The 16th Venice Architecture Biennale is curated by Grafton Architects founders Yvonne Farrell and Shelley McNamara. Their title, Freespace, refers to the gifts that architects give for free, through good design.
The national pavilions have interpreted this in a variety of ways, with some looking at the provision of public space, some exploring political issues, and others looking at how the term can be applied to home and work environments.
Open until 25 November 2018, the pavilions are mainly located in the two main biennale venues: the Arsenale and the Giardini. But there are also others to be found around the city, and a couple that can only be reached by boat.
Here’s our guide to the top 10 and where to find them:
China: Building a Future Countryside
China’s impressive exhibition looks at the future of rural development in the country, and questions how new forms of technology could be used to create self-sustaining new buildings and communities.
Standout exhibits include a model of a bamboo roof that forms a figure of eight, and a viewing tower built from the remains of a demolished house (pictured), which was originally constructed in Yunnan province but was shipped to Venice especially for the biennale.
Switzerland: Svizzera 240, House Tour
Alessandro Bosshard, Li Tavor, Matthew van der Ploeg, Ani Vihervaara
The ubiquitous interiors of rental properties are celebrated inside Switzerland’s exhibition, which won the Golden Lion for best pavilion of 2018.
The space is decked out with the bland fittings commonly selected for new-build housing or rented apartments – but they have been either shrunk or enlarged, to draw attention to them. This results in an Alice In Wonderland experience.
Holy See: Vatican Chapels
Francesco Dal C, Micol Forti
By installing 10 chapels on the Venetian island of San Giorgio Maggiore, the Vatican City has created one of the most talked-about exhibitions at this year’s biennale.
Featuring contributions by big names like Norman Foster and Eduardo Souta de Moura, as well as cult figures like Smiljan Radić, Flores & Prats and Terunobu Fujimoro, the exhibition is intended to question the meaning of the chapel in the 21st century.
Nordic countries: Another Generosity
Juulia Kauste, Eero Lundén
There are four huge bubbles inside the Nordic Pavilion, which inflate and deflate in response to environmental conditions.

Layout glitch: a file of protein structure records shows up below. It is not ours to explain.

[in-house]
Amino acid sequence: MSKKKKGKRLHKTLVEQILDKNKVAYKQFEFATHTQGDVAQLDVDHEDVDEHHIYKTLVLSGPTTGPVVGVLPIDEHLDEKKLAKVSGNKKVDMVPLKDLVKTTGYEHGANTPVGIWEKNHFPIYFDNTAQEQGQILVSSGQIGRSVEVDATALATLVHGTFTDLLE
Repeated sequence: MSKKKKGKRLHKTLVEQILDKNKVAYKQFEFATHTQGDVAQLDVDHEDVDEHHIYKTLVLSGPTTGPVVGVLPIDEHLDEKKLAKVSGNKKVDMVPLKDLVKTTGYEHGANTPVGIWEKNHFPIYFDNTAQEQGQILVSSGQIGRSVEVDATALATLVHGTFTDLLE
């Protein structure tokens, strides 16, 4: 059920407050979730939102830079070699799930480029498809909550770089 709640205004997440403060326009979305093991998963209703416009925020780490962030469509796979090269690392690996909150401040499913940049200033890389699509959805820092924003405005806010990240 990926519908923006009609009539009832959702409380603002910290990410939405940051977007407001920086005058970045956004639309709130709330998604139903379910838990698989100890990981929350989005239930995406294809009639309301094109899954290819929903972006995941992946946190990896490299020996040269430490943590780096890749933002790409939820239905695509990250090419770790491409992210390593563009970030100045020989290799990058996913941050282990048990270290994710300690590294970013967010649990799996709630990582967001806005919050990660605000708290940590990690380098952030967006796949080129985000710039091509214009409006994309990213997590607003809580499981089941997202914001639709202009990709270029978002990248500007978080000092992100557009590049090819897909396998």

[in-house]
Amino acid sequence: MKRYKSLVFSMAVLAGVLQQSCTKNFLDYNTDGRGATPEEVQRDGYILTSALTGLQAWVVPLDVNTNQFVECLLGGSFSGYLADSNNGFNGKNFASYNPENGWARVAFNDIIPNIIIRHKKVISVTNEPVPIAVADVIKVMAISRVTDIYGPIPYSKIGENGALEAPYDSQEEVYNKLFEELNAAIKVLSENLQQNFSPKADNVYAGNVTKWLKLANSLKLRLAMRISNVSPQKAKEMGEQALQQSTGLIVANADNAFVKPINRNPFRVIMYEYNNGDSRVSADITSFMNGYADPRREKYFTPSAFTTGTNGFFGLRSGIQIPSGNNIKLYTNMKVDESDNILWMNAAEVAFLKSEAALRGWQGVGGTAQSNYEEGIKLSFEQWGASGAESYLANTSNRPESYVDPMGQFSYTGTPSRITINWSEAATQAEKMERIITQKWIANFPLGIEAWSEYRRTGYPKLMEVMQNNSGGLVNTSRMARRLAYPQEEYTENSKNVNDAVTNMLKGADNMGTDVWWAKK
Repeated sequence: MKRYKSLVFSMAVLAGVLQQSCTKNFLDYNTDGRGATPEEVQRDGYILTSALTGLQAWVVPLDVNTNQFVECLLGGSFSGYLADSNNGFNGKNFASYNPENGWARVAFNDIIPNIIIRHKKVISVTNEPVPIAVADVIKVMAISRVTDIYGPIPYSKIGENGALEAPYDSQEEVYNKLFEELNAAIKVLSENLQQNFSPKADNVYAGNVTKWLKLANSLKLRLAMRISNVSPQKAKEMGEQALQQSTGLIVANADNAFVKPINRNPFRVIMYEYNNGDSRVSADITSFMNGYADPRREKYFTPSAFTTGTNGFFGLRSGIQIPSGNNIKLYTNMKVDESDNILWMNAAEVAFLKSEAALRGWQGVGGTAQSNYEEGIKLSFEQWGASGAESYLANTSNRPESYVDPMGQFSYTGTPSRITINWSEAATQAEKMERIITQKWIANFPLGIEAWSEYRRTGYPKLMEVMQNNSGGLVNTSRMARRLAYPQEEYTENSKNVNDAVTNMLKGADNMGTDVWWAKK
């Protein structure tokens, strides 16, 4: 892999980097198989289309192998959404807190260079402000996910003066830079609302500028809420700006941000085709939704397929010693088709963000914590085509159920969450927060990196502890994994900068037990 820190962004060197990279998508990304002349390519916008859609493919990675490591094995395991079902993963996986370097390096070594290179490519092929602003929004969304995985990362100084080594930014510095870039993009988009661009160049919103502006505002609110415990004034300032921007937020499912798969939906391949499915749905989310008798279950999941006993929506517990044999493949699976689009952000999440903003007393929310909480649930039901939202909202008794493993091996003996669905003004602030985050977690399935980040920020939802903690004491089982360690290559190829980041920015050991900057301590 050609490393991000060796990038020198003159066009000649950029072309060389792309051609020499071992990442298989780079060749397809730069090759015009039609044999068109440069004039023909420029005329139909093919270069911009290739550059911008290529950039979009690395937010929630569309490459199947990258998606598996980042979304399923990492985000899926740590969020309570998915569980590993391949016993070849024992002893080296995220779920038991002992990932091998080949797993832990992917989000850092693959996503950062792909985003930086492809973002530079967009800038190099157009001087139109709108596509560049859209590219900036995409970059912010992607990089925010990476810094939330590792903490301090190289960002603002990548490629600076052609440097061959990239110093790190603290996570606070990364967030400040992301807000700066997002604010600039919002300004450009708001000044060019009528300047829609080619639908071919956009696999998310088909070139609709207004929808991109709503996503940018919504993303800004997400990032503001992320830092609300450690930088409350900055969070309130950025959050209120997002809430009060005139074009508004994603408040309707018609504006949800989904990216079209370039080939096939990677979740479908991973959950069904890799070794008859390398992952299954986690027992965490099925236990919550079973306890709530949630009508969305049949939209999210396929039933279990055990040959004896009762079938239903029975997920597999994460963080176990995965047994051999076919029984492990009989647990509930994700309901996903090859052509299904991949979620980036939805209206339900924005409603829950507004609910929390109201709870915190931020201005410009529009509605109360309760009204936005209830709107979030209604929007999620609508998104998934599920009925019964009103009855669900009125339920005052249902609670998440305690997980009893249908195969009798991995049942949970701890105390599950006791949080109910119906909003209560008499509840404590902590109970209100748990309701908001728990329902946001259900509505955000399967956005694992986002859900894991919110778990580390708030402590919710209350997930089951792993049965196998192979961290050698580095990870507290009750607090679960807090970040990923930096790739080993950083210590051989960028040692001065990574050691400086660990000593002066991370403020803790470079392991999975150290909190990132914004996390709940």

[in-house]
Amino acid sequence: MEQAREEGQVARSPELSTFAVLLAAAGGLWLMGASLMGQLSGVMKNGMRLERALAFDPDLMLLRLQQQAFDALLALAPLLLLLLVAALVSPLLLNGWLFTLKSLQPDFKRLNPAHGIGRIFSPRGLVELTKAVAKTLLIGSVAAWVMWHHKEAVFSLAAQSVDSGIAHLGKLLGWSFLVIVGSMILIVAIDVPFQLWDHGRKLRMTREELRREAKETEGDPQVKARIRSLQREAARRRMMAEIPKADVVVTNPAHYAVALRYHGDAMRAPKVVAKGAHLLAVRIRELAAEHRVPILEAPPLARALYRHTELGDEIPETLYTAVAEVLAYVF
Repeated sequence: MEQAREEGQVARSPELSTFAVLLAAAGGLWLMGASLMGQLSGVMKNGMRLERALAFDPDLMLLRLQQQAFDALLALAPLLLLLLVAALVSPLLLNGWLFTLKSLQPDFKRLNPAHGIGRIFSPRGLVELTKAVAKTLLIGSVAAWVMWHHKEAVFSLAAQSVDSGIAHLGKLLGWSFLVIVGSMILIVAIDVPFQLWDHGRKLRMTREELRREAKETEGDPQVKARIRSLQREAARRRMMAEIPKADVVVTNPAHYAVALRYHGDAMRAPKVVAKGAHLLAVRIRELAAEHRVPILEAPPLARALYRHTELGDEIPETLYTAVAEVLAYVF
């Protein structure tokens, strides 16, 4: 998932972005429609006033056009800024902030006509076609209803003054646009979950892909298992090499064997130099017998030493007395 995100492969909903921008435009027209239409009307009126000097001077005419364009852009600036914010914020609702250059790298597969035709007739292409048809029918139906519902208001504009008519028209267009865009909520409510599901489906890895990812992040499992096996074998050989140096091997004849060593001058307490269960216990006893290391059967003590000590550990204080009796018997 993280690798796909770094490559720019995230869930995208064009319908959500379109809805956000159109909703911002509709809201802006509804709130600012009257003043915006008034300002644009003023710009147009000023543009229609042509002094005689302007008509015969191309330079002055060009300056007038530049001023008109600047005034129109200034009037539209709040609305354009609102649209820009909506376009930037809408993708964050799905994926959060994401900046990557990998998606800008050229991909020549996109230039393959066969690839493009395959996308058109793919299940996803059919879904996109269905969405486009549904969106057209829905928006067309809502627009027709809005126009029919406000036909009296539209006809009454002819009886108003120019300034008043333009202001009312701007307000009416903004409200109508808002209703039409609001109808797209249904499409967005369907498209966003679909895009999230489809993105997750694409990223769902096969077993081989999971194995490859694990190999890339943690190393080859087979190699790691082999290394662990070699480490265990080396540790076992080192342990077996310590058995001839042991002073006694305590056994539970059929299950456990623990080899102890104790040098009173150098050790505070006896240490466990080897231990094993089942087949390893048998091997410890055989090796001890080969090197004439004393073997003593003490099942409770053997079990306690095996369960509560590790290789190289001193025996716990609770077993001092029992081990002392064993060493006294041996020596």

The aim is to show a vision of a future where architecture can adapt to its surroundings, in the same way that humans do.
The Netherlands: Work, Body, Leisure
Marina Otero Verzier
A Narnia-like locker room is containing within the Netherlands’ pavilion. Visitors are invited to open up the doors, revealing photos and films, as well as windows and doors leading through to installations that fill entire rooms.
The exhibits contained within explore how humanity will be transformed in an age when robots are able to take on many jobs traditionally carried out by humans.
Luxembourg: The Architecture of the Common Ground
Florian Hertweck, Andrea Rumpf
Luxembourg’s exhibition looks at how, in a city where 92 per cent of land is privately owned, architecture can be more generous.
Through a series of large models, it shows unrealised visions for buildings that are raised off the ground on stilts, creating public space below.
Portugal: Public Without Rhetoric
Nuno Brandão Costa, Sérgio Mah
Portugal’s pavilion celebrates some of the public infrastructure projects the country has completed in the past decade, in spite of the global economic crisis.
Examples include Teatro Thalia, a theatre by architects Gonçalo Byrne and Barbas Lopes (pictured), and the Arquipélago Contemporary Arts Centre, an art and culture museum by Menos é Mais Arquitectos and João Mendes Ribeiro.
Germany: Unbuilding Walls
Marianne Birthler, Lars Krückeberg, Wolfram Putz, Thomas Willemeit
Upon entering the German Pavilion, visitors are faced with what appears to be a solid wall. As one gets closer, the wall is revealed to be a series of fragments. On the back of each can be found details of a building or space located along the path of the Berlin Wall.
The exhibition seeks to question the impact that barriers and fences have on cities and countries.
Argentina: Vertigo Horizontal
Javier Mendiondo, Pablo Anzilutti, Francisco Garrido, Federico Cairoli
A large mirror-lined garden extends down the centre of Argentina’s pavilion, offering a space of sanctuary in the heart of the Arsenale.
The aim was to highlight the many parks and social spaces created since the country reinstated democracy in 1983.
This year’s biennale also features a handful of pavilions that don’t belong to countries. The most surprising of these is the Cruising Pavilion, which looks at how the sexual practice of cruising has shaped architecture.
Exhibits include a IKEA-style flatpack maze containing a glory hole and artefacts from famously secretive Berlin nightclub Berghain.
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